I was frustrated, says Karua

April 6, 2009 12:00 am

, NAIROBI, Kenya, Apr 6 – Martha Karua says she was forced to quit the government because of frustration from her colleagues who are opposed to reforms.

The Gichugu MP who resigned on Monday as Minister for Justice, National Cohesion and Constitutional Affairs, said her fight against corruption had led to recent attacks against her by top politicians in the government.

“I will now be able to totally disagree with anything that is anti-reform, corruption and lack of transparency in government,” said the no-nonsense lawmaker.

She said her resignation letter had already been dispatched to President Mwai Kibaki, who is in Zambia attending a COMESA-EAC-SADC high-level conference.

“My letter to the President is very brief. He is away… let him have the privilege of reading the letter first, but it doesn’t say much more than I have told you,” she told a news conference at the Justice Ministry’s offices at Co-operative House in Nairobi.

Her latest aggravation came up last week when President Kibaki appointed new judges without consulting her despite her push for an open and transparent process. The resignation also pre-empted a plot by back benchers in Parliament to censure her for allegedly “not doing enough to institute reforms.”

She linked latest attacks against her by top politicians to her vicious fight against corruption in the country. “If I am to conduct a reform agenda and every time we talk reforms people in government feel I am stepping on their toes then they have forgotten what reforms are,” she had previously said on Sunday.

Ms Karua had until Monday been holding fort at the crucial Justice docket as the country grapples with re-writing its constitution, reforming key institutions such as the judiciary, police force and dealing with the legal issues arising from a disputed presidential election and post-election violence.

The Gichugu MP said she would now focus on matters of nation building and her 2012 presidential bid.

Ms Karua was the President’s astute defender during formulation of the National Accord and was widely credited for putting forward a case that saw him retain majority control in the power sharing agreement with Prime Minister Raila Odinga.

But in recent months Kenya’s iron lady has been rubbing all sorts of people the wrong way, attacking everyone from Cabinet colleague’s like William Ruto (Agriculture) and Kiraitu Murungi (Energy) on corruption in their ministries; to the country’s Chief Justice Evan Gicheru in a no holds-barred scathing condemnation of the government she served.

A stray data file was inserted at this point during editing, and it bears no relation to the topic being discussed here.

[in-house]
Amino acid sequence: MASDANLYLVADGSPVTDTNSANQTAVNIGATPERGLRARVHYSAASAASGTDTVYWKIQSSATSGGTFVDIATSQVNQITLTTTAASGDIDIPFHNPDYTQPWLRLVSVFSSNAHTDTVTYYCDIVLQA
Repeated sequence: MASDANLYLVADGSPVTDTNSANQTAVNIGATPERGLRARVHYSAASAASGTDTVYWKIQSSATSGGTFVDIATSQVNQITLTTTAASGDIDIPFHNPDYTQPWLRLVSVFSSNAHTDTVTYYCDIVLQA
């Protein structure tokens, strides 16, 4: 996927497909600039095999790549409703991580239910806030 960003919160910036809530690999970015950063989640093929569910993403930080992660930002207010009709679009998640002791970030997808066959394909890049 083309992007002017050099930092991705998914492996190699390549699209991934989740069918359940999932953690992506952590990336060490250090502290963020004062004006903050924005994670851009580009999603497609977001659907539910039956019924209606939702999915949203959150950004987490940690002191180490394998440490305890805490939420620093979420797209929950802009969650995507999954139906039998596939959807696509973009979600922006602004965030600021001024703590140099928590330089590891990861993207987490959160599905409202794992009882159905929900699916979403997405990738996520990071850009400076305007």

After declaring her interest in the Presidency last year, Ms Karua shrugged off criticism from the President urging her and others to desist from 2012 succession politics. She said her political agenda was not affecting her work as Justice Minister. It was at about the same time that she declared that her NARC Kenya party would not continue with its coalition membership in the President’s Party of National Unity.

But lately it appeared Ms Karua’s sharp tongue which has previously earned her praise as a human rights monitor may have cut her.

Though trouble may have been brewing for a while, it all started going wrong last month when legislators led by Kamukunji’s Simon Mbugua said they would move a Motion of no confidence against her when Parliament resumes sittings, claiming that she has failed in her duties.

They said she ought to take ‘political responsibility’ for the failures of the Judiciary. ‘Political Responsibility’, a term she coined when attacking Mr Ruto over a scandal in his ministry surrounding maize, was now being used against her.


Born in 1957 in Central Province’s Kirinyaga District, Martha Karua studied law at the University of Nairobi before enrolling at the Kenya School of Law in 1981. She worked as a Magistrate from 1981 to 1987 before going into private practice.

Ms Karua rose from opposition politics in the early 1990s but took her no nonsense approach into Parliament and the Cabinet. An Advocate of the High Court of Kenya, Ms Karua was the first woman lawyer to be popularly elected to Parliament.

She once made the headlines when she walked out on former President Daniel Moi during his tenure while he was addressing a crowd in her constituency.

She has at one time served as Minister of Water Resources Management and Development.

She has been involved in championing women’s rights and worked with the International Federation of Women Lawyers (FIDA-Kenya) and the League of Kenya Women Voters.

Ms Karua was among those who formed NARC that won the 2003 General Election and put President Kibaki.

Anne Kiguta, Anthony Kagiri, George Munyori and Judie Kaberia contributed to this story.


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